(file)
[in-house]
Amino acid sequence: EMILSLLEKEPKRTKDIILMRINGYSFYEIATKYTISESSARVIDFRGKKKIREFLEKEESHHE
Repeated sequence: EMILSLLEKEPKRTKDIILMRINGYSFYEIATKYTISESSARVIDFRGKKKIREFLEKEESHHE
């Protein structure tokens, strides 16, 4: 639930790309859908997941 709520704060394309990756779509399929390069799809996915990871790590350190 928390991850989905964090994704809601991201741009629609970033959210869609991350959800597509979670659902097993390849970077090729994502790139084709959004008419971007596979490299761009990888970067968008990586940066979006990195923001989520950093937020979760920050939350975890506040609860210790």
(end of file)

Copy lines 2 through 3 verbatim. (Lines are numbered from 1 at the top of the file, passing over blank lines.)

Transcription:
Amino acid sequence: EMILSLLEKEPKRTKDIILMRINGYSFYEIATKYTISESSARVIDFRGKKKIREFLEKEESHHE
Repeated sequence: EMILSLLEKEPKRTKDIILMRINGYSFYEIATKYTISESSARVIDFRGKKKIREFLEKEESHHE